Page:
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Orell SR, Sterret GF, Walters MN, Whitaker D, Heerde PV. Lymph nodes. In: Orell SR, Sterret GF, Walters MN, Whitaker D, editors. Manual and Atlas of Fine Needle Aspiration Cytology. 3rd ed. London: Churchill-Livingstone; 1999. p. 74-108.  Back to cited text no. 4
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Crocker J, Smith PJ. Mast cells in non-Hodgkin's lymphomas: A quantitative study. J Clin Pathol 1987;40:470.  Back to cited text no. 7
Fukushima H, Ohsawa M, Ikura Y, Naruko T, Sugama Y, Suekane T, et al. Mast cells in diffuse large B-cell lymphoma; their role in fibrosis. Histopathology 2006;49:498-505.  Back to cited text no. 8
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Subramanian R, Solo S, Mishra MM, Murugan P, Siddaraju N, Basu D, et al. Fine needle aspiration cytology of primary lymphoid lesions of the orbit: Report of four cases. Acta Cytol 2007;51:417-20.  Back to cited text no. 10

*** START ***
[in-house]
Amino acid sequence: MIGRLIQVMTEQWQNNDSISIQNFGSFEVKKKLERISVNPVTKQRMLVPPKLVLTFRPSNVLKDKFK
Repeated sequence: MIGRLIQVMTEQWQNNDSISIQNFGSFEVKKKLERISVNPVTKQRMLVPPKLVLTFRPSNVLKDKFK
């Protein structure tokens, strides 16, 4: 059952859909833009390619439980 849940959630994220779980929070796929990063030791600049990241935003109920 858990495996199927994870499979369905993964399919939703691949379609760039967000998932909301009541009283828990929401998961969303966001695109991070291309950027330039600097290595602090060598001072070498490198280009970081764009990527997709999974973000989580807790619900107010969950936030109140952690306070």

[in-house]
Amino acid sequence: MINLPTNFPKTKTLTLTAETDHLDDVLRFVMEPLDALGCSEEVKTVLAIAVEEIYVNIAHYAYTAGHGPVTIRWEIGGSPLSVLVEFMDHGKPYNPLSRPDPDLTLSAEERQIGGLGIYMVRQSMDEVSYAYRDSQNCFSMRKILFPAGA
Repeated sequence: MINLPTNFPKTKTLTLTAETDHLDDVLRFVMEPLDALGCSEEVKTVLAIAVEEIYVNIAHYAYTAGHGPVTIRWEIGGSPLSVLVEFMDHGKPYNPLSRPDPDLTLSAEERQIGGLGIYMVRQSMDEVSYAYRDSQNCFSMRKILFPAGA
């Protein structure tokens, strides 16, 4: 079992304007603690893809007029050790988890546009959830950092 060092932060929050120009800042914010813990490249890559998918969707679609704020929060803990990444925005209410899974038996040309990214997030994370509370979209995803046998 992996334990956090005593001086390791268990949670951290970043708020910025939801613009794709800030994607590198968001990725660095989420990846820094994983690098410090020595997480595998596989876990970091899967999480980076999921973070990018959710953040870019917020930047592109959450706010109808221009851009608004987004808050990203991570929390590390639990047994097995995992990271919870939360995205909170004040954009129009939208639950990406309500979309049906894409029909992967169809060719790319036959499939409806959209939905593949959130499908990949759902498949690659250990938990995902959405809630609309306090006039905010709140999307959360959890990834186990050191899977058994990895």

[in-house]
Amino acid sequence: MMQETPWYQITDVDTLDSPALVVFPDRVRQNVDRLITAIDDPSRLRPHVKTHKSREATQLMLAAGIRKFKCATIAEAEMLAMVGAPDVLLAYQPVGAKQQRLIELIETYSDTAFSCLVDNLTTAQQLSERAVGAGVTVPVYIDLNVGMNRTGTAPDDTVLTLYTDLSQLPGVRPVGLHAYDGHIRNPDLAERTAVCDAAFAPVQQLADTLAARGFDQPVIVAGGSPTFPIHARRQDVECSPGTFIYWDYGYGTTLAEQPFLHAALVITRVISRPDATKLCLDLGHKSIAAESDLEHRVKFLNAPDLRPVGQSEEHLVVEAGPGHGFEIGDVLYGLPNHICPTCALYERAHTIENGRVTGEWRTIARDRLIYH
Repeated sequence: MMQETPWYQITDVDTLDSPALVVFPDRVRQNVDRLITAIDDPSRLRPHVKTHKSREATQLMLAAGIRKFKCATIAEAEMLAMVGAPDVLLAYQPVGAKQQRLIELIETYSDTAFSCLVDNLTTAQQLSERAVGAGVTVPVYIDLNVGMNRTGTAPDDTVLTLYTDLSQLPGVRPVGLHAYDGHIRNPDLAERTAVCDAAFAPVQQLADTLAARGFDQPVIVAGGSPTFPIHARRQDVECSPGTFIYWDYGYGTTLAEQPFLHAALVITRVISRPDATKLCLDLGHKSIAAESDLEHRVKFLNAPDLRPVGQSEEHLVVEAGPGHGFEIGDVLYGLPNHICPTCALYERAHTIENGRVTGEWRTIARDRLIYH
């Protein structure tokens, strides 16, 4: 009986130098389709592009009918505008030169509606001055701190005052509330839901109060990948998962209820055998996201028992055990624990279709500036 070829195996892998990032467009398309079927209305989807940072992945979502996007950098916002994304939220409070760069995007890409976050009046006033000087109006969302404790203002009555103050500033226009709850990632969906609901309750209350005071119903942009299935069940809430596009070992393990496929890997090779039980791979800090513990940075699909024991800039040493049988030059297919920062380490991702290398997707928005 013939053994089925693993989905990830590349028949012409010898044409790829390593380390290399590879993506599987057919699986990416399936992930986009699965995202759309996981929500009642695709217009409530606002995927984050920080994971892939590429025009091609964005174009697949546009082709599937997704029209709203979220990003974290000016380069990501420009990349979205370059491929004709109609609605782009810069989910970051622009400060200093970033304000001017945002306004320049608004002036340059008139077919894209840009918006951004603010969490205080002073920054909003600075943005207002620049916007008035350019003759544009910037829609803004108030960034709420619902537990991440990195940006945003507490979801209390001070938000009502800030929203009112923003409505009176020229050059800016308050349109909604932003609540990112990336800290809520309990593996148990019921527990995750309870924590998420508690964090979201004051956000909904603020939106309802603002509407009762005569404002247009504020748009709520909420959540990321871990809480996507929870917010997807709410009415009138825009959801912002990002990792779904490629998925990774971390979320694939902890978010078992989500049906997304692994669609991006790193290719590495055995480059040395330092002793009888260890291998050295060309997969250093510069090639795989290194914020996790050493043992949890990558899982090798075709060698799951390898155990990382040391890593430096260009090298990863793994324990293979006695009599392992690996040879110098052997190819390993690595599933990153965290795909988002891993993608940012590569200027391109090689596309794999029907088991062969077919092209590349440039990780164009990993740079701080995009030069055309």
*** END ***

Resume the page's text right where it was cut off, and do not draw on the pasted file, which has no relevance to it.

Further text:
Terada T, Matsunaga Y. Increased mast cells in hepatocellular carcinoma and intrahepatic cholangiocarcinoma. J Hepatol 2000;33:961-6.  Back to cited text no. 11
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Iamaroon A, Pongsiriwet S, Jittidecharaks S, Pattanaporn K, Prapayasatok S, Wanachantararak S. Increase of mast cells and tumor angiogenesis in oral squamous cell carcinoma. J Oral Pathol Med 2003;32:195-9.  Back to cited text no. 14
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  [Figure 1], [Figure 2]

  [Table 1]